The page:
Rollin' Like Sisyphus

Bankers And Mountain Hikes Don’t Mix

Posted in The Fail Pail by Huckleberry on February 17, 2015


Third Banker in 3 Weeks to Die in the Mountains Alone | Daily Mail UK

An investment banker was found dead after attempting to climb the Northeast’s highest peak on Monday afternoon – 24 hours after she called for help as she hiked through 100 mph winds. Kate Matrosova, 32, arrived at the base of New Hampshire’s 5,400ft Mount Madison at 5am on Sunday, dropped off by her husband Charlie Farhoodi, who is listed on LinkedIn as a Vice President at JP Morgan. Within hours, she activated an emergency beacon amid treacherous conditions but a team was unable to locate her in the blizzard. Her body was found 24 hours later. It appears she died of exposure to the extreme temperatures overnight

Hmm. So an “investment analyst” is dropped off alone by her VP Banker husband at the base of a mountain for “a series of hikes”, alone, in the middle of what was known since early last week as an epic winter storm, AND that Matrosova is now the third banker to die on a mountain alone in the past three weeks.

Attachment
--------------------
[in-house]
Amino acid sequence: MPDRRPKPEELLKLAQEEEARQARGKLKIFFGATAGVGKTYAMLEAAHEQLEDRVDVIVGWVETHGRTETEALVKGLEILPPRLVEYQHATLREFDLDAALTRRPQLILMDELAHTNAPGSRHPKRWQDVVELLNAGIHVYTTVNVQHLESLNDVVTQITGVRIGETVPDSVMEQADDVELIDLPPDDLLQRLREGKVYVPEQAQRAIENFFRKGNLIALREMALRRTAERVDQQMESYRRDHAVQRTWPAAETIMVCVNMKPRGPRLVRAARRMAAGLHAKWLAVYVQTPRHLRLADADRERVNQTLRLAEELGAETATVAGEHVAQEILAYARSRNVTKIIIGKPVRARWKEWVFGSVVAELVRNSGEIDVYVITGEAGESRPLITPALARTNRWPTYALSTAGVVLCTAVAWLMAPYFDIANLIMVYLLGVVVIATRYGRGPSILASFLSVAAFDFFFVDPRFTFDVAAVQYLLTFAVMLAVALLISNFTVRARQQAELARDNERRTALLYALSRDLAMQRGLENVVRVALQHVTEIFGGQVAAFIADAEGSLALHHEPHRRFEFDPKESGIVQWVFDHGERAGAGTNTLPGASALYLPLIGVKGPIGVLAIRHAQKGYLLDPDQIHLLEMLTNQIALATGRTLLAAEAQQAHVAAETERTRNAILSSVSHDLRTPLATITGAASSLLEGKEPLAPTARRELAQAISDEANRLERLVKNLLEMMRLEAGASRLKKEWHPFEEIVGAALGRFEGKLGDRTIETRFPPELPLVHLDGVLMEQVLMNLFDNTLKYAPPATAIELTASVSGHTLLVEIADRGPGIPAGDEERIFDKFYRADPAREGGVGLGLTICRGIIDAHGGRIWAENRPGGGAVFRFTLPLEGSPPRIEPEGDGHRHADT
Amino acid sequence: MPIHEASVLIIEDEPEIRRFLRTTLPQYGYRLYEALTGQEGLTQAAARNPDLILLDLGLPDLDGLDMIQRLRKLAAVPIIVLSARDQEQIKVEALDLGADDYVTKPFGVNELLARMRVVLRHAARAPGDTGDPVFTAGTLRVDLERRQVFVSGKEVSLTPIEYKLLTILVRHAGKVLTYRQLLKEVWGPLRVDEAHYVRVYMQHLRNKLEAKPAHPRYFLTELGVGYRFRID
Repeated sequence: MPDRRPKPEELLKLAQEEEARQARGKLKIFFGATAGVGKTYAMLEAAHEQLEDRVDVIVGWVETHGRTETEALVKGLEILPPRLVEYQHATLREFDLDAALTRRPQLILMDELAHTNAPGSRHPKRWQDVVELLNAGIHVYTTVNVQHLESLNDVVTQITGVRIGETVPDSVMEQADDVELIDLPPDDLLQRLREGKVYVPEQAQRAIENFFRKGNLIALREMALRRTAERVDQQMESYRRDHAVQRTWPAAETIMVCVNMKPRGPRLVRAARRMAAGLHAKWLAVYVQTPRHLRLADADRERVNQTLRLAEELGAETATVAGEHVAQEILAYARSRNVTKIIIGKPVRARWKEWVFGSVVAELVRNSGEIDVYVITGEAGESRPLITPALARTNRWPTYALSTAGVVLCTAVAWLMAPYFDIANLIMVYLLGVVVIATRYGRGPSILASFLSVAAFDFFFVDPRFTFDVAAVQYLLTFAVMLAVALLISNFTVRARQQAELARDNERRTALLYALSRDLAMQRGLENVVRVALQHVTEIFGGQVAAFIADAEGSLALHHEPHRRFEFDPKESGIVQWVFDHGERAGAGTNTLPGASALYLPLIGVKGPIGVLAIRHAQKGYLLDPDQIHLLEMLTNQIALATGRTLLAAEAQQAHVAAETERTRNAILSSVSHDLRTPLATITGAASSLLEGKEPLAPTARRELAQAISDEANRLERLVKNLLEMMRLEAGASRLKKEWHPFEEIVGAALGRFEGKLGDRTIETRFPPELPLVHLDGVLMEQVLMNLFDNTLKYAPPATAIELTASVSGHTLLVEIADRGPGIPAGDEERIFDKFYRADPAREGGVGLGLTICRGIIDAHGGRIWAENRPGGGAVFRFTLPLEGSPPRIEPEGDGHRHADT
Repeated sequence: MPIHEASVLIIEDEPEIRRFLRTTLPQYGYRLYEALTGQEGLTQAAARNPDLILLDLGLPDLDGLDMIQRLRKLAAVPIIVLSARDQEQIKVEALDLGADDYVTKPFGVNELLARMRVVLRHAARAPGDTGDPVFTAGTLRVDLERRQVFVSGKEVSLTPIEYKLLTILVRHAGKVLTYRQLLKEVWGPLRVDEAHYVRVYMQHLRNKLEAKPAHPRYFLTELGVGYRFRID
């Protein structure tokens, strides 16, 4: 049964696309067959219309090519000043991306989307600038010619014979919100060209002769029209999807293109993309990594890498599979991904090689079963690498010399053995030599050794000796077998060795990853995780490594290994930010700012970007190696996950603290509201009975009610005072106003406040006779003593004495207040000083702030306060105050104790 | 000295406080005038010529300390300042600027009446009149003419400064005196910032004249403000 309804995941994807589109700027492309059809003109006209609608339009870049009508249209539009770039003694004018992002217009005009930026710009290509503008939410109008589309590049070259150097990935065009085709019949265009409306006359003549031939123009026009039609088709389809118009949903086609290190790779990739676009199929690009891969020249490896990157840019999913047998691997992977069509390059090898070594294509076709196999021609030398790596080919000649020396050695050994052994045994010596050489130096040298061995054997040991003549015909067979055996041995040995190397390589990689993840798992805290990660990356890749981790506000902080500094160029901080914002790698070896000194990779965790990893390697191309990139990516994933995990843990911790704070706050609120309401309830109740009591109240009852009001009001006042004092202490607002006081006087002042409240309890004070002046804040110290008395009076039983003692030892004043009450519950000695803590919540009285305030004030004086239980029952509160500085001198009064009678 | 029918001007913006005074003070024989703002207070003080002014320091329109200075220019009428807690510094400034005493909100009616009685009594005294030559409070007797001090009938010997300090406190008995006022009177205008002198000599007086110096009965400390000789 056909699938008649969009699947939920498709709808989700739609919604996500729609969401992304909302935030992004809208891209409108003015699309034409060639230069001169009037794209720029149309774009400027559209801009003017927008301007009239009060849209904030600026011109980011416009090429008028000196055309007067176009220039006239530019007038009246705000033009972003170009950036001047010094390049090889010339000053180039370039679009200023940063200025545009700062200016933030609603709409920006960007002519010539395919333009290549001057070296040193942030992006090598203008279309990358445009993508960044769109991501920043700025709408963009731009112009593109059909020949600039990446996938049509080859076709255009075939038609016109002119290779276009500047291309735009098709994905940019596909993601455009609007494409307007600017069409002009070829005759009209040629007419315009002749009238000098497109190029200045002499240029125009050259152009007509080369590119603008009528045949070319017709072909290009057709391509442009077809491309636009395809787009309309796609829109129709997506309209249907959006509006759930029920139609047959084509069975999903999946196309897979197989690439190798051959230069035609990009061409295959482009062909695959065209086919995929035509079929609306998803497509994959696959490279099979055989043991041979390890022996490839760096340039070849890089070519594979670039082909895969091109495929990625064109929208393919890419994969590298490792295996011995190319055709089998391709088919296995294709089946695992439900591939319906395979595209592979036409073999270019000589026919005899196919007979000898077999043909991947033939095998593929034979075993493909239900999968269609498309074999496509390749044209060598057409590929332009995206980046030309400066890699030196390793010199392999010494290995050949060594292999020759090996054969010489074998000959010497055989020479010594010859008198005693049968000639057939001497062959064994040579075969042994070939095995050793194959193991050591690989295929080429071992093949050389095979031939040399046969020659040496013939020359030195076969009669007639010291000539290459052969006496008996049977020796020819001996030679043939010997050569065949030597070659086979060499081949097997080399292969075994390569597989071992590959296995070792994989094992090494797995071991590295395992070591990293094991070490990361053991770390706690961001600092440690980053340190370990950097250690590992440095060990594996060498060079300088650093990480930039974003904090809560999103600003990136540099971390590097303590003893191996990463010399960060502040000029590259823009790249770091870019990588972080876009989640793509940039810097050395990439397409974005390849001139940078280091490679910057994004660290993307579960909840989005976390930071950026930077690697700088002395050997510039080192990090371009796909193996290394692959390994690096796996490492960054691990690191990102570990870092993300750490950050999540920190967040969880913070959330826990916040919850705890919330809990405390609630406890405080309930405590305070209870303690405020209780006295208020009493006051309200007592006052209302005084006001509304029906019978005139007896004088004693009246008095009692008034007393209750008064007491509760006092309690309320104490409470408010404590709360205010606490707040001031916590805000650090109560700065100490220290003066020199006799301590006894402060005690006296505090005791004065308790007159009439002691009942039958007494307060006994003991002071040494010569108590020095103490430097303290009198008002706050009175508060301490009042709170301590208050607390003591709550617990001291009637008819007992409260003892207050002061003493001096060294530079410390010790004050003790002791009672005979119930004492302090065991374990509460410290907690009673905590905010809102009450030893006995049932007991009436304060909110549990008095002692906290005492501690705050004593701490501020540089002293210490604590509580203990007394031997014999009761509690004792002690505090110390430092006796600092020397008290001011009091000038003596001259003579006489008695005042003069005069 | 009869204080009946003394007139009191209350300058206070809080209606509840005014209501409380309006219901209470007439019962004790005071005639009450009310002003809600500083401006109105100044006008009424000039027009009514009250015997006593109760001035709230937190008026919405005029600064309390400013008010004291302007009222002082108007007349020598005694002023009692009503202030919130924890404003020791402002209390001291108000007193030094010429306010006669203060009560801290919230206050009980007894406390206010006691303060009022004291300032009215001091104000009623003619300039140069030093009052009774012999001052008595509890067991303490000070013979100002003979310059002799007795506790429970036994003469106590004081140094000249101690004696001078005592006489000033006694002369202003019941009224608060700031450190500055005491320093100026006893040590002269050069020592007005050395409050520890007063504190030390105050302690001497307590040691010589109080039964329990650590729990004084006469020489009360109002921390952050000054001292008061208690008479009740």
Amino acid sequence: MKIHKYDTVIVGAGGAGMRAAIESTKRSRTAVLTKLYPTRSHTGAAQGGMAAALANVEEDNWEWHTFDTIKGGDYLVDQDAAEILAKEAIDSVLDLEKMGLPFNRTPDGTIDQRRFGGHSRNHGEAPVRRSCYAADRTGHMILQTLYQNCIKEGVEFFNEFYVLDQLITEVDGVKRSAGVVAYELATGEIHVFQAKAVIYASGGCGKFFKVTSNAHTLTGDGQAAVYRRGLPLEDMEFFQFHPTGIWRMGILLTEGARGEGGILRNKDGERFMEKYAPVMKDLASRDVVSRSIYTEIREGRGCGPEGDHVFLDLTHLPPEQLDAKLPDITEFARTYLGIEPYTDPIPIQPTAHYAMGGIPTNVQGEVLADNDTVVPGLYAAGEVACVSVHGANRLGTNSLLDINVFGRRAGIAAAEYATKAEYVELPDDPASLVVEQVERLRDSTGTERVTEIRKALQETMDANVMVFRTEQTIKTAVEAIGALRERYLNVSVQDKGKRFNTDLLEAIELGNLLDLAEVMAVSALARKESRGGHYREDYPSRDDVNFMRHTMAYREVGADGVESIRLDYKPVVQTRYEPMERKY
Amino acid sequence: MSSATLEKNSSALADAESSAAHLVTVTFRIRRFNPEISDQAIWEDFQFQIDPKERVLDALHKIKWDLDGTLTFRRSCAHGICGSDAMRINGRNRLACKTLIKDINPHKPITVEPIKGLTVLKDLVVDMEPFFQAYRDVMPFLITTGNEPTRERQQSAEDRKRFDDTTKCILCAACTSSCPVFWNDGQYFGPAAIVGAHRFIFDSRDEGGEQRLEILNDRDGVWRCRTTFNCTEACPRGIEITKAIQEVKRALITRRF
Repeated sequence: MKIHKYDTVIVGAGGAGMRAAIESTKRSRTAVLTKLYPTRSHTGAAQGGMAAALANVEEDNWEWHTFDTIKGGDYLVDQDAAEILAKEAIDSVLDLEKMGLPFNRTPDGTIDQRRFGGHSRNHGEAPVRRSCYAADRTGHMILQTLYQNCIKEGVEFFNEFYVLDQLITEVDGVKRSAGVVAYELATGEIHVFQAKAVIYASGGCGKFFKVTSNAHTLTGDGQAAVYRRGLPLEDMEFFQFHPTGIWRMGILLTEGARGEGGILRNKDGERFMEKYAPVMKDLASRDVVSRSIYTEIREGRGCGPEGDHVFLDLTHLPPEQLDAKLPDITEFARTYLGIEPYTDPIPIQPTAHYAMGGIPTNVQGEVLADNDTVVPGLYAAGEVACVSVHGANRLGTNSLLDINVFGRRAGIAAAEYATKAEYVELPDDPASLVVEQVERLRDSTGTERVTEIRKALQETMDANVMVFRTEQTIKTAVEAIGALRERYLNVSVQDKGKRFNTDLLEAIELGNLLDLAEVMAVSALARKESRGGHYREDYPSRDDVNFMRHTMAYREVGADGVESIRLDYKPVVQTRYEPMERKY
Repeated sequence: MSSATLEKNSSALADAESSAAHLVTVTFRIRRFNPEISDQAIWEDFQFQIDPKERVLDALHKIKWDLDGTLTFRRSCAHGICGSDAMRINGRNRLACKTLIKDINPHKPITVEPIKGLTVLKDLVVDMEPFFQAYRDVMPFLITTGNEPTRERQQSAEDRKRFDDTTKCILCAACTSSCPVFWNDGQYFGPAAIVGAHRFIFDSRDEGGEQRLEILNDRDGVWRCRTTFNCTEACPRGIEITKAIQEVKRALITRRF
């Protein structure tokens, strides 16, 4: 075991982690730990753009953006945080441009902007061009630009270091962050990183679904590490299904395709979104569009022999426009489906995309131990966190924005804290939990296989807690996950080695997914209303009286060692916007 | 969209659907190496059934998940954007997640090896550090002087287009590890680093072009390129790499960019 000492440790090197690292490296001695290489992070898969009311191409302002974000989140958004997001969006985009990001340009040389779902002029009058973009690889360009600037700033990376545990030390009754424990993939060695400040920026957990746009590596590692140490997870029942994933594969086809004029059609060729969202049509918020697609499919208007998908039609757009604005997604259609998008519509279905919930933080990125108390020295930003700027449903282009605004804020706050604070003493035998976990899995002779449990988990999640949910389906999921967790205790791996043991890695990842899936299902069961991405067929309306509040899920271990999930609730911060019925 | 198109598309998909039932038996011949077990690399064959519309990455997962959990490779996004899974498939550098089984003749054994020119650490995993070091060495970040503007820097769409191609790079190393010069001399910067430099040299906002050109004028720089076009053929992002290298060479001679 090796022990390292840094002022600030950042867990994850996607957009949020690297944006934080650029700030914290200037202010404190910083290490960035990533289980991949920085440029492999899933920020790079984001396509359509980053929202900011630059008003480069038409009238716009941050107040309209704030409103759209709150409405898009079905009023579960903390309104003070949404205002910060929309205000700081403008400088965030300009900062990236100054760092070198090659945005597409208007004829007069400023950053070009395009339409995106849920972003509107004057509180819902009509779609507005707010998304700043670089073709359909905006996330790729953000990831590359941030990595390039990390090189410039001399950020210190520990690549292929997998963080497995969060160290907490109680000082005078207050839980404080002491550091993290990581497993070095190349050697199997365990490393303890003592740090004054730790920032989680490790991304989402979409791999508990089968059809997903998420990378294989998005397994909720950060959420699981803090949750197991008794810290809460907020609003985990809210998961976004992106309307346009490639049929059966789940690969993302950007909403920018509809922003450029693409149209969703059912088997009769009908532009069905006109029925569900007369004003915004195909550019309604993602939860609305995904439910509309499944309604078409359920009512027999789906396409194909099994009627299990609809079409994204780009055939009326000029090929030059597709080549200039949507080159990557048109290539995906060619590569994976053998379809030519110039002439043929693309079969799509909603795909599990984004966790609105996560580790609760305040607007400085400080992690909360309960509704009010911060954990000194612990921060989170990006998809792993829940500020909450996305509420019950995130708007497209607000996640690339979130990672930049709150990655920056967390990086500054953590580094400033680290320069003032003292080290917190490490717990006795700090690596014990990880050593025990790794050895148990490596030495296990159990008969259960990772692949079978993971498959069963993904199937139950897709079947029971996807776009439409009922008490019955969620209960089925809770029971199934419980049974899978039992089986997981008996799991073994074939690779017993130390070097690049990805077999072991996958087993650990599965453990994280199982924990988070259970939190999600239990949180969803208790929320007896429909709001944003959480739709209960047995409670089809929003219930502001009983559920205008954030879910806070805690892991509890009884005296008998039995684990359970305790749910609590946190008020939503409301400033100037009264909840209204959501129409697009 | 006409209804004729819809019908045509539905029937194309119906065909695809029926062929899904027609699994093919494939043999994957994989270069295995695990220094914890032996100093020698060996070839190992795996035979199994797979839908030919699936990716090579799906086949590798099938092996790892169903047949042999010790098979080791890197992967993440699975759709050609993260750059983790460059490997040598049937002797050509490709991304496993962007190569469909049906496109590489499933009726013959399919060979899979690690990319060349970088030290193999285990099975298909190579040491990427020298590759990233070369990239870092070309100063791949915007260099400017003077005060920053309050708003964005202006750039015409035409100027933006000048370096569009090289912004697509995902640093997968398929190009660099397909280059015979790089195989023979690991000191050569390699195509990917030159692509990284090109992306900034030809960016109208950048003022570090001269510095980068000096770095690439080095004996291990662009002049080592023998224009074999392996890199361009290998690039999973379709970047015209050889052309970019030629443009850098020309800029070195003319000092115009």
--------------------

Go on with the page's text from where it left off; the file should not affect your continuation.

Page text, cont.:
4 Responses

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  1. El Borak said, on February 17, 2015 at 09:43

    Hard times at JP Morgan when they can no longer afford to give out nail guns to their VPs as part of their Christmas bonuses.

  2. Giraffe said, on February 17, 2015 at 12:10

    I’m starting to sense a pattern.

  3. El Borak said, on February 17, 2015 at 14:02

    I’m thinking Huck needs a Dead Bankers tag. Something truly uplifting, with a little path running down the middle.

  4. Doom said, on February 17, 2015 at 15:35

    Yeah, okay, some of them are “suspicious”, some of them seem obviously not by choice, but some of them (perhaps, perhaps not) like this one, if all else holds up, seem downright voluntary.

    Then again, I was reading something about some futuristic sci-fi, where the scientists just seemed to no react to danger, to stand right in the path of it. My thoughts were that it makes perfect sense in a purely secular world in which science has become predominant, for many reason. Something about hubris, but also such a deep faith in science that the ability to anticipate the real world is completely voided. I can see where, in a completely secular world of finance, that could be the same thing. Actually, I like that theory. It makes me happy in very good-bad ways. Yum!

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